From the October 2006 issue of Wealth Manager Web • Subscribe!

The Invisible Rich

Target marketing and prospecting have become a lot easier since the arrival of the Internet. But you might accurately describe the challenges facing advisors using the Internet to identify target or niche markets as something like "drinking from a firehose." With so much information, how do you get to the relevant stuff? This question is complicated enormously by the issue of legality. A lot of information available on the Internet may be illegal to use for commercial purposes such as prospecting.

Identifying Your Target Market

The United States Census Web site (www.census.gov) is an excellent tool for determining narrow geographic areas to target for marketing purposes. The census is taken every 10 years, with some information updated at more frequent intervals. For example, suppose you work in a city, and the suburbs stretch into several surrounding counties. You want to determine the areas most likely to contain quantities of quality prospects. On the Census home page, find the "Quickfacts" section and choose a state. More than 40 categories of information are displayed comparing state to national data. The screen also allows you to "Select a county" and provides a selection map useful in finding the surrounding counties in your market.

Certain data are especially useful:

Population Percent Change 1990-2000 and Population Growth Percent Change April 1st 2000-July 1st 2005: Often people move to an area because they can make a good living or enjoy a comfortable retirement there. Compare the county numbers to the state numbers. You want counties that exceed state numbers. Often you will see outer counties enjoying higher growth than the neighboring city--a clear illustration of the "hollowing out" phenomenon plaguing major cities.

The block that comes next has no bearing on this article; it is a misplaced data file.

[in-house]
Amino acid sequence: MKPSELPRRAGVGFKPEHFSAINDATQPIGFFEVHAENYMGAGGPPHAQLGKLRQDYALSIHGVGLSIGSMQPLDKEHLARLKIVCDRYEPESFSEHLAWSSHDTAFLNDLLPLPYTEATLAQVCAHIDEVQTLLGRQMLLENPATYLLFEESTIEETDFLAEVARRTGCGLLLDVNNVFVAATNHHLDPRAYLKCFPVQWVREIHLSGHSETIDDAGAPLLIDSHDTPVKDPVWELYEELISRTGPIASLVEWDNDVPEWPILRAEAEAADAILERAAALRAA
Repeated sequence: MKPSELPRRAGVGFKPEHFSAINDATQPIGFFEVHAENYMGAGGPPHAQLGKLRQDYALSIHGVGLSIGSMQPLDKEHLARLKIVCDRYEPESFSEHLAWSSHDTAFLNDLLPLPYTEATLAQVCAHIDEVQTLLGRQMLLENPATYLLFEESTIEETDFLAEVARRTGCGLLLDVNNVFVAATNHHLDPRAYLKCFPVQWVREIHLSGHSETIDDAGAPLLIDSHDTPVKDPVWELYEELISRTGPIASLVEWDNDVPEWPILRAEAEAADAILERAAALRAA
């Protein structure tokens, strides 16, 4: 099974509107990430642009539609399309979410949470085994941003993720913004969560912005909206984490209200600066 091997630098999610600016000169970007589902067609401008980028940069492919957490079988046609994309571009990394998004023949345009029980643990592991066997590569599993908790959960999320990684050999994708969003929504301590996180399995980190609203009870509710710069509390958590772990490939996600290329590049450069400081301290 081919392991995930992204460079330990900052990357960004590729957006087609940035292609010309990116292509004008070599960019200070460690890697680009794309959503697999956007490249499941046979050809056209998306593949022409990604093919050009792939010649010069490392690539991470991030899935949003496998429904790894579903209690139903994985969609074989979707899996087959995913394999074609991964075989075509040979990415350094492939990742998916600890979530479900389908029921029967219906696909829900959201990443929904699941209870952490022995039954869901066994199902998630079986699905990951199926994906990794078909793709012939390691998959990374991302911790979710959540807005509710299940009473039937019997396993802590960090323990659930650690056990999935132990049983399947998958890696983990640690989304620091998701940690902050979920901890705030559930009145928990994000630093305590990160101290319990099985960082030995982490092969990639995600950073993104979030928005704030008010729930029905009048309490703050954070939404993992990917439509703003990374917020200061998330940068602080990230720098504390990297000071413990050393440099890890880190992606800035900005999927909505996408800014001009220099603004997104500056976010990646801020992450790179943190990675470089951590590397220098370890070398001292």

Bachelors degree or Higher, Percent of persons 25+ (2000): This section identifies the percentage of the population with college degrees. People with higher educations usually enjoy higher incomes.

Median Household Income 2003: Naturally, you will want high median incomes.

Households (2000): Some counties are lightly populated, so a small population shift from a city can increase the growth rate tremendously. If your prospecting market is the top 2 percent in a given area, a county with 40,000 households would yield 800 in the top 2 percent. A county with 600,000 households yields 12,000--more prospects to identify and cultivate.

We know wealthy counties have less well-to-do areas, and poorer counties can have wealthy enclaves. How can you narrow down your target market below the county level? To start, you need to know the zip code clusters in your market. The Zip Code Atlas (American Map) provides maps of states with an overlay of zip code prefixes. The Census Web site also provides information down to the zip code level. On the Census home page find United States Census 2000 Summary File 3 (SF3). On the next page click: "Data: Access to all Tables and Graphs in American FactFinder." When you see a screen highlighting Census 2000 Summary File SF3, choose "Detailed Tables." The next page provides a series of boxes with refined data. In "Geographic type," scroll down to "5 digit zip code tabulation area"; select a three-digit zip code prefix; highlight "All 5 digit Zip Code Tabulation Areas," and add it to the next box. Click "Next. The following screen enables you to choose from hundreds of tables.

Scroll to P53 "Median Household Income in 1999 (Dollars)." Click "Show Result." The next screen will provide the median income figures for each zip code selected. This is an excellent way to learn "where the money is" in a target market.

Another way involves the U.S. Postal Service Web site (www.usps.com). Click on: Find zip code; choose city; enter the city and state. The list shows all zip codes connected with that city. (Ignore P.O. box zip codes.) Returning to the Census Web site, match the median income by zip code with the zip code list. You will be surprised at the results! In a city with 30-plus zip codes, you'll often find the wealth concentrated in a handful of postal codes.

Suppose your market is composed of small towns. An excellent research resource is ePodunk (www.epodunk.com). This site provides a profile of any community in the United States. Enter the city and state. You should be able to find a bar graph comparing the town's median income to national figures.